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Avatar universal

Giving Cunnilingus - Potential Blood Exposure

I have been seeing a woman (white, 29 years old) who claims to have been tested before by her gynecologist; so I was more comfortable having sexual relations with her.  I have known her for about half a year and have never seen her sick or lose weight.

I performed cunnilingus on her (despite having a small sore/tender spot behind my two front teeth, which was not open/exposed).  After performing oral sex, we had a few minutes of protected intercourse, but we stopped.  She proceeded to give me oral sex and used spit to put her finger inside my anus.  After this experience, we noticed blood on the bedroom sheets (not a lot, but definitely some streaks).  She was not having her period, and she claims that she had had bleeding occur during previous intercourse with people in the past. She said that last time this happened she went to the gynecologist, who treated her (she claimed it wasn't bacterial/viral in nature last time it occurred).  I freaked out thinking that it was some potential STD like Chlamydia or Gonorrhea, which would make it more likely for her to contract HIV.  She also had a bisexual boyfriend in the past but claims they were in a committed relationship for four years (until she found him cheating on her with another woman).  That also heightened my anxiety.

My concern is as follows:  Theoretically, if she had already been bleeding while I was performing cunnilingus on her, what are the odds that I could have been infected with HIV if she indeed was positive?  Also, what about the potential exposure via "anal fingering" with spit as lubricant?

Does my experience warrant PEP? My window of opportunity is closing.  

Thank you for your time.

- Concerned
4 Responses
300980 tn?1194933000
MEDICAL PROFESSIONAL
Welcome to our Forum.  Before we deal with your specific risks related to the exposures you describe, let me remind you that your partner, whom you have no reason to distrust has told you she was tested an her test was negative.  Presumably, this was since to her breakup with her bisexual BF as well. This most likely being the case, there is really no reason to even think that she might have HIV. That said and realizing the this really is a bit of a "what if" question, let's review your questions:

1.  Oral sex.  . The quoted figure for HIV risk, if one has oral sex (giving or receiving) with an infected partner is less than 1 in 10,000 and, in my estimation that is too high. Some experts state there is no risk at all from oral sex.  Neither of us on this site have ever seen or reading the medical literature of a convincing instance in which HIV was passed by oral sex.  This includes by all of the people who had gum disease, etc as well as performing oral sex on a partner who might have vaginal bleeding, irrespective of the source.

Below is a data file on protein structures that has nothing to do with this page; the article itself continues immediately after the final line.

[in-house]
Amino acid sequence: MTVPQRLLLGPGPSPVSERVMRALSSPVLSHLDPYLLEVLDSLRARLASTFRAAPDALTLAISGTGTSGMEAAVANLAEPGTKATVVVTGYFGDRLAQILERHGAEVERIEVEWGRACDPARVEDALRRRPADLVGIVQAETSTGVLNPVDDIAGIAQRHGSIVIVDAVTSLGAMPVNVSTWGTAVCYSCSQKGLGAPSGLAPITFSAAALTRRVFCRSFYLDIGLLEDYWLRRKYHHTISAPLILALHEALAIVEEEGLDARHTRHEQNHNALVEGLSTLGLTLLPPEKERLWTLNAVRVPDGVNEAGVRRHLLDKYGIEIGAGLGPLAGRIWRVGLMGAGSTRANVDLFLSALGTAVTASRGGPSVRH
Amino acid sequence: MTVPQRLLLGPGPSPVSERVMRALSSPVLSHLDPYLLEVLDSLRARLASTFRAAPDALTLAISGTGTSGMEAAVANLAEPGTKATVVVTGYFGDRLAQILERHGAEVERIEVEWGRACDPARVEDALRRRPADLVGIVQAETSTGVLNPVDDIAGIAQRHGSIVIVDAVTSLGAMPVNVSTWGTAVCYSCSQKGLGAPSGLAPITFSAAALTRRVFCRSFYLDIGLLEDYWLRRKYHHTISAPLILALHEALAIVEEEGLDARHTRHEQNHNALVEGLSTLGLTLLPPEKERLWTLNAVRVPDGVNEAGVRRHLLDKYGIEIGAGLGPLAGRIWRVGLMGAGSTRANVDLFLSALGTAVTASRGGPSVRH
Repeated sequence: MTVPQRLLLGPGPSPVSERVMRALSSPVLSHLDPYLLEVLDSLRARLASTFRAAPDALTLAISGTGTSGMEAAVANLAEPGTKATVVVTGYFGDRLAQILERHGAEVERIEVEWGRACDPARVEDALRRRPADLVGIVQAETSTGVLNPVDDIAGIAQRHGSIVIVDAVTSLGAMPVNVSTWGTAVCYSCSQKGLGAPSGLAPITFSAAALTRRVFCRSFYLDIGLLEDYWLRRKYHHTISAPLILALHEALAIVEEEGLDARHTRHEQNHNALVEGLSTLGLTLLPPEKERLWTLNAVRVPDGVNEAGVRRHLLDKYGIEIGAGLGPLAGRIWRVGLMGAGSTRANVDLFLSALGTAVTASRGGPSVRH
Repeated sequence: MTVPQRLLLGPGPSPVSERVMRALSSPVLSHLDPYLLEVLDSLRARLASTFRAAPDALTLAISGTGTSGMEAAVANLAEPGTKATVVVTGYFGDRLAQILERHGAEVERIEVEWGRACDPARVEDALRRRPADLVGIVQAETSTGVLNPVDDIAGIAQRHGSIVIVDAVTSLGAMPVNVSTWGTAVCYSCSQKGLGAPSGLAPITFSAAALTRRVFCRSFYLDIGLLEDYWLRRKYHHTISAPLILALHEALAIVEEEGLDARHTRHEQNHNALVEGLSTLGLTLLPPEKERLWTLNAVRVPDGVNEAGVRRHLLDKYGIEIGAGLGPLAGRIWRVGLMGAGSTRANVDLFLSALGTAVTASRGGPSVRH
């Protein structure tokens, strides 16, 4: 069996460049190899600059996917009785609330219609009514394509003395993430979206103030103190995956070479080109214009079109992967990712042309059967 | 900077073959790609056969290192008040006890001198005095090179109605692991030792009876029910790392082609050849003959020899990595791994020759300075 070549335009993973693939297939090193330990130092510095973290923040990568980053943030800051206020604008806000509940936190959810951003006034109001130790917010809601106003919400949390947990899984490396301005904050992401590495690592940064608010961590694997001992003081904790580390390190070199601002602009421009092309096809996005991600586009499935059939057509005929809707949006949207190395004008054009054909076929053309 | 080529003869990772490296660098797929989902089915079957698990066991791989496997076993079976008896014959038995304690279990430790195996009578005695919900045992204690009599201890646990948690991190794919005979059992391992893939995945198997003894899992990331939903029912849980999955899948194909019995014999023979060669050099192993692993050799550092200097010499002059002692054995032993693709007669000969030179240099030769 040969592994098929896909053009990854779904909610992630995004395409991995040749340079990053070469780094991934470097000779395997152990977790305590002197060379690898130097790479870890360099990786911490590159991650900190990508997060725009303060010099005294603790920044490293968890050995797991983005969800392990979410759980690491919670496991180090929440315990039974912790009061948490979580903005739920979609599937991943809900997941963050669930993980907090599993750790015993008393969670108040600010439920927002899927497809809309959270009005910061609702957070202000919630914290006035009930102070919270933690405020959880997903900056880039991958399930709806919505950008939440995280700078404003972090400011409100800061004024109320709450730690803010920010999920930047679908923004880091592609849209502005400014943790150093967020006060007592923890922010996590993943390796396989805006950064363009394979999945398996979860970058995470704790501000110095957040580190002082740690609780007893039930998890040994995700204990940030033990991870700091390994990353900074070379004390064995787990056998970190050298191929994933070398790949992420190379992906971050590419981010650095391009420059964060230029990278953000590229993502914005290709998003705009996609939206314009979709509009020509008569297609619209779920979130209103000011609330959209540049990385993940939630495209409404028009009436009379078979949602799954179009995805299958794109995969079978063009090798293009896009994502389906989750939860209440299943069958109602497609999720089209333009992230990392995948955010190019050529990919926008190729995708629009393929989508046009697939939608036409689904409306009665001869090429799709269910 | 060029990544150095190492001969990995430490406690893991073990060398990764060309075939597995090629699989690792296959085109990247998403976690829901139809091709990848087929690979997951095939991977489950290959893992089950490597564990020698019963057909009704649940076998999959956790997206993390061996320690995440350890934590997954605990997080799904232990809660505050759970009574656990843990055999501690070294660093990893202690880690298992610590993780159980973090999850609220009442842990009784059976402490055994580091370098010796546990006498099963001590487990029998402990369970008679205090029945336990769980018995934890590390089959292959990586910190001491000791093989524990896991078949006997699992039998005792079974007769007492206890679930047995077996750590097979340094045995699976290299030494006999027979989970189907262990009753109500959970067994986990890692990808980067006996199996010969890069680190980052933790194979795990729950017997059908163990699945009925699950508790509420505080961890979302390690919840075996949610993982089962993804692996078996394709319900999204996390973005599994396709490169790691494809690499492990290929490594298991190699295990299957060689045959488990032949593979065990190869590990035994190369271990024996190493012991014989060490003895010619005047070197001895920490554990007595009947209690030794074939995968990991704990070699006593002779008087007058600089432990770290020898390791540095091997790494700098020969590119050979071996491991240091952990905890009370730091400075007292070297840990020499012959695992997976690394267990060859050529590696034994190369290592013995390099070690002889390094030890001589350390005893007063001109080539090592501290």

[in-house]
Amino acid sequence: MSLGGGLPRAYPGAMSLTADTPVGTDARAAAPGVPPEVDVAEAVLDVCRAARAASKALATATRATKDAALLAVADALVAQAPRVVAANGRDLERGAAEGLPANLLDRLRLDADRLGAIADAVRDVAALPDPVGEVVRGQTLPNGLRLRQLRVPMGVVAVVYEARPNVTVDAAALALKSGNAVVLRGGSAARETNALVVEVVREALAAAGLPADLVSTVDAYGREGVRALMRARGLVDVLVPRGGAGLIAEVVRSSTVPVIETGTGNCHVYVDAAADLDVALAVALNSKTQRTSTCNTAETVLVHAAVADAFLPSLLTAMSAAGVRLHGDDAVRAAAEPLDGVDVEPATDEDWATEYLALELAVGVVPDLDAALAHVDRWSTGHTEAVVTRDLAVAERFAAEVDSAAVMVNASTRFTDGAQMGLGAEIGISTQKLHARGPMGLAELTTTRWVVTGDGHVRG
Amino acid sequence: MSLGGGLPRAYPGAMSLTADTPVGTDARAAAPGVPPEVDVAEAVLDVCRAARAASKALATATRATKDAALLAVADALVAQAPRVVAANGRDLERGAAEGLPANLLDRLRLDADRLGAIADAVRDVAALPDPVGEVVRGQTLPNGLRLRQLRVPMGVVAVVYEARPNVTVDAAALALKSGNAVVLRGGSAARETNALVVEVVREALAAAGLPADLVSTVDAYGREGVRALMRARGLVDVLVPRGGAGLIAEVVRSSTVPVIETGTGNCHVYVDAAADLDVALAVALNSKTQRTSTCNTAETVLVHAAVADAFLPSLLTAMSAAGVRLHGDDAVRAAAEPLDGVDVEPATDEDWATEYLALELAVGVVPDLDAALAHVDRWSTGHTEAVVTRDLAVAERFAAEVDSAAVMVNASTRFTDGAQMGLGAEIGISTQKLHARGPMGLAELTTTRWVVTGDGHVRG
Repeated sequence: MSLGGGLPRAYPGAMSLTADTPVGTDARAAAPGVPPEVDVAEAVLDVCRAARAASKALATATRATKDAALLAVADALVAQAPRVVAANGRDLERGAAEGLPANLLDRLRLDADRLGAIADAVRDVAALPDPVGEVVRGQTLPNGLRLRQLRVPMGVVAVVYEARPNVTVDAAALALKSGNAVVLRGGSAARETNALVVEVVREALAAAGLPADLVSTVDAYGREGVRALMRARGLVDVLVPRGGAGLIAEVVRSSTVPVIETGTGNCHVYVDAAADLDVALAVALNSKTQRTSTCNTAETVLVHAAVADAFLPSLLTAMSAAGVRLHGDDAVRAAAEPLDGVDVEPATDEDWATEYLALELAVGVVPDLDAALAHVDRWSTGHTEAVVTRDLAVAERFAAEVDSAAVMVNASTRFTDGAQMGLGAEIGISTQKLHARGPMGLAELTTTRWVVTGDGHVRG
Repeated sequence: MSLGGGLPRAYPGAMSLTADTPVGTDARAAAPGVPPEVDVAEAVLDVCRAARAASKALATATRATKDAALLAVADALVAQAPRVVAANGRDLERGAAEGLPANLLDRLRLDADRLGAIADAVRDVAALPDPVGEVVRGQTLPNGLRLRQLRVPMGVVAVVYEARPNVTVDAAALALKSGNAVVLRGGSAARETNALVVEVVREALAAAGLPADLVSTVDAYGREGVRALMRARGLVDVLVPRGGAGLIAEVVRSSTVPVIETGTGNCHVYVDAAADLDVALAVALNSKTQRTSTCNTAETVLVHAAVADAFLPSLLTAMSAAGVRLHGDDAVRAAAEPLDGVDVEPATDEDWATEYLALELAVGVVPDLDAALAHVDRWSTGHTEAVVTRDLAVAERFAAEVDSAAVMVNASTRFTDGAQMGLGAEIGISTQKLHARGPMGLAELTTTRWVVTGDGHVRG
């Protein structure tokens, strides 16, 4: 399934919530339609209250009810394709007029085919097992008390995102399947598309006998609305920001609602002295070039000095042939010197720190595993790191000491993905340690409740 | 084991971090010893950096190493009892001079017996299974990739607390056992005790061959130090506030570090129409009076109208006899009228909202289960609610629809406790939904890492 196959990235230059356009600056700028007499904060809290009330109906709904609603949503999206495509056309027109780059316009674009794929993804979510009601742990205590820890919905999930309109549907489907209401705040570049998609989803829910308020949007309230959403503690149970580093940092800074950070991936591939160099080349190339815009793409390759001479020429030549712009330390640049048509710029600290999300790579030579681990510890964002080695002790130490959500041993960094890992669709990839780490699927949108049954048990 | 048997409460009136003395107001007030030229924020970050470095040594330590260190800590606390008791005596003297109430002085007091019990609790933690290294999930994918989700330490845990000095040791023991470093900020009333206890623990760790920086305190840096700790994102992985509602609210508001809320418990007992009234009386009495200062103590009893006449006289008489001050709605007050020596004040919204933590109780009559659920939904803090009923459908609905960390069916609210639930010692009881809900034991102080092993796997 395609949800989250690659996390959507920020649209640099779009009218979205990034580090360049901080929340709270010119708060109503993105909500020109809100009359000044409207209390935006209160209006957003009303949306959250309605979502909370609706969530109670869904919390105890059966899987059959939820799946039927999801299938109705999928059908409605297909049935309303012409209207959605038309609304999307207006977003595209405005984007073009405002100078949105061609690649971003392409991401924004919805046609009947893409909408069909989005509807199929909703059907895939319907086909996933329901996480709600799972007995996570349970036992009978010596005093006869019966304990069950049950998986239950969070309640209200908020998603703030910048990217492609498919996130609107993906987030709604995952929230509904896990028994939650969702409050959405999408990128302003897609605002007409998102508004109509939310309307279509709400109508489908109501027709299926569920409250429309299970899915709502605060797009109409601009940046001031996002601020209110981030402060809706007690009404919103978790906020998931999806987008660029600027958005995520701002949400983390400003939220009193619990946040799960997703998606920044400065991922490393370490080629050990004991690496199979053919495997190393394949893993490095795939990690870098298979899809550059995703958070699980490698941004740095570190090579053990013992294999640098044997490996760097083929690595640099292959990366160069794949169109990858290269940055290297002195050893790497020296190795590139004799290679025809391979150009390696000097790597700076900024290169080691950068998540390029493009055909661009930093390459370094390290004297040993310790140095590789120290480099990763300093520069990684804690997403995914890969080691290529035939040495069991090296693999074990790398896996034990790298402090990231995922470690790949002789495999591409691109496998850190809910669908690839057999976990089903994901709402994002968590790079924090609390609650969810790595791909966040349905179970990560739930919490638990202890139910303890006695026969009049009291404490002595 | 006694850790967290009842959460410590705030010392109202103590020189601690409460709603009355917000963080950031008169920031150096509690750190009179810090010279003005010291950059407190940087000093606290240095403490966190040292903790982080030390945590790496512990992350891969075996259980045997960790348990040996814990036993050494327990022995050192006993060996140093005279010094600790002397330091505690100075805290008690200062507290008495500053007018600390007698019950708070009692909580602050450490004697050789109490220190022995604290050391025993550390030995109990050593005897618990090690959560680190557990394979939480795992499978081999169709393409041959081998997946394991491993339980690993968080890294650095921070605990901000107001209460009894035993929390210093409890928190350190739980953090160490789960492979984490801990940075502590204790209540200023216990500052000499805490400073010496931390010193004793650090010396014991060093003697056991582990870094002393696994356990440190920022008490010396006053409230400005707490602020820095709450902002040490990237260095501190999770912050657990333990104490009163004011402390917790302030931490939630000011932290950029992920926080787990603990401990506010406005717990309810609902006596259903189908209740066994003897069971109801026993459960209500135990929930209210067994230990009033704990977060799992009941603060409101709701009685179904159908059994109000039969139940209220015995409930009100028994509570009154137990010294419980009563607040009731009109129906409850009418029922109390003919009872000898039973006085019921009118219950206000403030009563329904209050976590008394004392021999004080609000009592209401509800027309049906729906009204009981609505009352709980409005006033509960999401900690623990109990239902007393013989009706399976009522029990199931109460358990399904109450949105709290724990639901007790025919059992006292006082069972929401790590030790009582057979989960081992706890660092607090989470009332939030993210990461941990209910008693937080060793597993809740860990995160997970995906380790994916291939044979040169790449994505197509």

2.  Saliva and anal masturbation. HIV is not spread through masturbation, irrespective of what is use for lubrication, including saliva.  This is true even though it is usual for persons engaged in mutual masturbation to get each others' genital secretions on one another in the course of mutual masturbation. Saliva is also not infectious adding yet another reason not to worry about her use of saliva to lubricate her finger.

Her ulcerative colitis in no way changes this statement.

There is no reason for you to worry about HIV and probably no goo medical reason related to this exposure to test, much less to consider PEP.  In my mind, for a health care provider to prescribe PEP after an exposure of the sort you describe is irresponsible.

I hope these comments are helpful to you.  EWH
Avatar universal
I also forgot to mention that this woman has ulcerative colitis and is thus predisposed to autoimmune disease.
Avatar universal
First. Thank you for your well thought out and prompt reply.  My nerves have been significantly calmed.  A rhetorical question (so no response necessary) . . . why are so many unnecessary scare tactics employed regarding disease transmission?  Looking at literature online, one is exposed to so much fear-mongering that I feel as if some in the medical community (and those who have no place giving any medical opinion whatsoever, such as social workers) are causing people to endure mass panic.  I feel that you and your colleague represent a much more rational tone with respect to disease transmission than what is generally available for public consumption.  Thanks again.
300980 tn?1194933000
MEDICAL PROFESSIONAL
The "scare" tactics result form over a hundred years of stigmatization of persons with and at risk for STDs. while this is clearly inappropriate and, in my mind, a hindrance to STD control efforts. The same thinking is active in other nations as well but things seem to be more intense here in the U.S. than elsewhere.  Wish that were not the case.  EWH
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